In parts of the world like the US and Brazil where electric current oscillates at 60 Hz, there’s no larger and more efficient gas turbine than a machine GE calls 7HA. So efficient, in fact, that when it swallows and burns 3.3 tons of air mixed with natural gas — equivalent to 23 tanker trucks — out comes a mere 6.3 fluid ounces of pollution, a volume slightly larger than a half-can of soda.
This is just one finding from three months of intense trials held at GE Power’s $250 million testing center in Greenville, South Carolina, where a team of approximately 200 engineers pushed a version of the turbine labeled 7HA.01 well beyond the level of normal operation to pass validation testing. When the rigorous examination ended in November, the turbine, nicknamed Harriet by GE employees, passed with flying colors.
Overall, validation tests rate the reliability of the latest technology to make it easier for projects using the machines to secure financing, insurance and trust among customers making the critical decision to buy the huge turbines.
The off-grid, full-speed, full-load test bed used 4,500 sensors as engineers pushed the machine to operate in stressful conditions, such as running the turbine at 110 percent of its rated speed, mimicking a power surge in Mexico or extreme heat in Saudi Arabia. The turbine was tested operating at ambient temperatures ranging from minus 37 Celsius (minus 35 Fahrenheit) to 85 Celsius (185 Fahrenheit) — far beyond what it would encounter in service.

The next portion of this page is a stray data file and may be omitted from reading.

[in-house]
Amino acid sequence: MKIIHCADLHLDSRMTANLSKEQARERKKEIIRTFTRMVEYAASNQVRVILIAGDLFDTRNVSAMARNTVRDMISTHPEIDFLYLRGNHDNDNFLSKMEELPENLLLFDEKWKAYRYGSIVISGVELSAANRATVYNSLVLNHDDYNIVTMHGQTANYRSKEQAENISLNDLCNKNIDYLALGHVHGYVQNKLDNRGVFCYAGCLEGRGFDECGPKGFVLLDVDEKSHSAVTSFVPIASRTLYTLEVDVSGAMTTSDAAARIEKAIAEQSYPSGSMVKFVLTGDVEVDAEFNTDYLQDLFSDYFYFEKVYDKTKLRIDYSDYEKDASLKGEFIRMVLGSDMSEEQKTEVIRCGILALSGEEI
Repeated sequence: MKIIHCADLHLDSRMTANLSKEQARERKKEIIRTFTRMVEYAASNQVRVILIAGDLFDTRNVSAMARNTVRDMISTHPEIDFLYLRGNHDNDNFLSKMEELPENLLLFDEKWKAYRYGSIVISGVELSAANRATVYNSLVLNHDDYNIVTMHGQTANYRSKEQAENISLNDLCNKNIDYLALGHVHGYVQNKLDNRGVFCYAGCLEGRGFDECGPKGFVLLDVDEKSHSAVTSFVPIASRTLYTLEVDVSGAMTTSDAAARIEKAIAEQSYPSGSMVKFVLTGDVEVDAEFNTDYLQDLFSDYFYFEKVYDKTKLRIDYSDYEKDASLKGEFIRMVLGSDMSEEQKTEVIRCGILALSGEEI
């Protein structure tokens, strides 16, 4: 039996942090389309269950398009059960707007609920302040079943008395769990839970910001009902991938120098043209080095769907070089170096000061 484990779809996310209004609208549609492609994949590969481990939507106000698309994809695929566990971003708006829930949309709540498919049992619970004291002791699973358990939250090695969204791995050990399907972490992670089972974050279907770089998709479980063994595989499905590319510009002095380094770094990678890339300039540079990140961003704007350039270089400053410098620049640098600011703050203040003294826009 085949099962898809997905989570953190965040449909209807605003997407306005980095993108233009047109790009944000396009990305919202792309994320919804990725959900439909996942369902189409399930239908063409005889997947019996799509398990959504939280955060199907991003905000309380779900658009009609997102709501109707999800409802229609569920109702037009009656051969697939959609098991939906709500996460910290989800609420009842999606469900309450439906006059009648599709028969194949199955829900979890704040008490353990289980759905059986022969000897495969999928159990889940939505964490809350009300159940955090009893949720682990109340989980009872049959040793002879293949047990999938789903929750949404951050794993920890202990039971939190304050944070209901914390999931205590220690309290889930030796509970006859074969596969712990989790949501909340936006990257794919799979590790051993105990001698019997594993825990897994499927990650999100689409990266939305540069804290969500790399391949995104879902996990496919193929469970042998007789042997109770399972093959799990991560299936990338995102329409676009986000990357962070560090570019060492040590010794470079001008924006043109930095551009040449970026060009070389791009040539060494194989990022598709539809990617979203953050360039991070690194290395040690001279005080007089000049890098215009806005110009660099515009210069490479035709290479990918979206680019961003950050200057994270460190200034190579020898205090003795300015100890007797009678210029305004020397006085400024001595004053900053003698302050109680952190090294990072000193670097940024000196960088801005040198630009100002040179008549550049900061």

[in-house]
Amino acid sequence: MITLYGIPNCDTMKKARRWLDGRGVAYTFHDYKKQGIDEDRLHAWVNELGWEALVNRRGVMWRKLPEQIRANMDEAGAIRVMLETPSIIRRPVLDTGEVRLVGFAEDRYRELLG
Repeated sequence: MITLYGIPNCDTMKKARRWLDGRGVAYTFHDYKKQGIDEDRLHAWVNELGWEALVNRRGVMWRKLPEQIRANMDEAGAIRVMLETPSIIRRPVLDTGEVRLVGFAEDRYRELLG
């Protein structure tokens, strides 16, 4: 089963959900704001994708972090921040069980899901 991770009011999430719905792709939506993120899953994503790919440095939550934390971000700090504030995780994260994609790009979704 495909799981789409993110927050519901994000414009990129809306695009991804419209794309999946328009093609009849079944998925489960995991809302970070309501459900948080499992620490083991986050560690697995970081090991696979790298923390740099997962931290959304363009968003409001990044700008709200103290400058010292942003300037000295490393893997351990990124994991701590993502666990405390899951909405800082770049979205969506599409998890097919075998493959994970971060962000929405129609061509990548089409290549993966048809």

Because the test bed is not connected to the grid, engineers can do things that might otherwise destabilize or damage the power network, such as replicating severe grid instability caused by the oversupply of power.
Jonathan Truitt, 7HA.01 product manager, says a crucial part of the testing was a new Axial Fuel Staging (AFS) fuel injection technology that included 3D-printed parts. The result was better performance and lower emissions than previous combustion technology.
The testing facility is so demanding that GE needed to supplement existing infrastructure in the city of Greenville to support it. GE built a dedicated gasworks to store 180,000 gallons of liquefied natural gas to feed the test bed, and North America’s largest railroad turntable to maneuver the turbines inside it.
In 200 hours of testing, engineers collected nearly 5 terabytes of data. That’s more than all the data generated by 500 GE 7F.03 turbines operating in the field for one year, Truitt says.
When used in a combined cycle power plant configuration that couples one gas turbine with one steam turbine, the 7HA.01 produces nearly 420 megawatts (MW) of electricity — the equivalent power needed to supply more than 400,000 US homes. Another popular configuration, pairing two 7HA.01 turbines with one steam turbine, produces more than 840 MW of power.
Harriet’s combined cycle efficiency exceeds 61 percent — the Holy Grail in the industry. Turning such a large percentage of fuel into energy can significantly lower power production costs.